If any of this sounds familiar, make an appointment with your doctor. The next step is a sleep study, either at home or in a lab, to count the number of times you stop breathing in your sleep (it’s difficult to identify blockages while you’re awake in the office).
If it’s more than five times an hour, your doctor will discuss treatment options depending on severity and what might be causing it. The most common treatment is what’s called a CPAP machine—you wear a mask, which helps push air through the blockage to open it up. Oral appliances, which bring your jaw forward to open up your airway, may also be an option.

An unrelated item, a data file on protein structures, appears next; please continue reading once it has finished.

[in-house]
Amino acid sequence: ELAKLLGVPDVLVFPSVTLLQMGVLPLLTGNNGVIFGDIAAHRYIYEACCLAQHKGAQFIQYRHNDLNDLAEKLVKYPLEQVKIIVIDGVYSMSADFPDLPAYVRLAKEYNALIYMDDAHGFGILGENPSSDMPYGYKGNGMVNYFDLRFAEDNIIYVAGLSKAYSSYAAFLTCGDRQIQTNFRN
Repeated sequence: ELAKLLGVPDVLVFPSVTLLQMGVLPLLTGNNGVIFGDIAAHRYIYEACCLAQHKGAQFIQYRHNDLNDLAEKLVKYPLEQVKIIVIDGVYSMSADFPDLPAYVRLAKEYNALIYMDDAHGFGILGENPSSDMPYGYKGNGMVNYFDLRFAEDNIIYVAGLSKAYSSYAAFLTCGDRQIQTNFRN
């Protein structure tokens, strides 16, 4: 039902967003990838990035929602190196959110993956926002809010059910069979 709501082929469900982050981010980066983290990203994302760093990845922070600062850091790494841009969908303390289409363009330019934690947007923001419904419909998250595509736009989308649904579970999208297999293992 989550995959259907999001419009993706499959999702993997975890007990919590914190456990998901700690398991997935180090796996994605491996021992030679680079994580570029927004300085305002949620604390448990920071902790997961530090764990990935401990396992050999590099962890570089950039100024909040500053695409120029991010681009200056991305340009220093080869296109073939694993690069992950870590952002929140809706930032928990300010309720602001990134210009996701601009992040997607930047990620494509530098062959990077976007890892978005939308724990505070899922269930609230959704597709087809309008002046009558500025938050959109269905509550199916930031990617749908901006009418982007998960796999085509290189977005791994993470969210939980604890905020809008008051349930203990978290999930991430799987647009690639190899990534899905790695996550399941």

When you’re snoring with your mouth wide open, it’s not just your bed partner who can point it out—how your mouth feels in the morning can give you a clue, too.
“When you have that much air flow through the mouth, you don’t have as much saliva production, so your mouth has a tendency to get dried out,” explains Dr. Breus. This leaves you with dry mouth and throat first thing.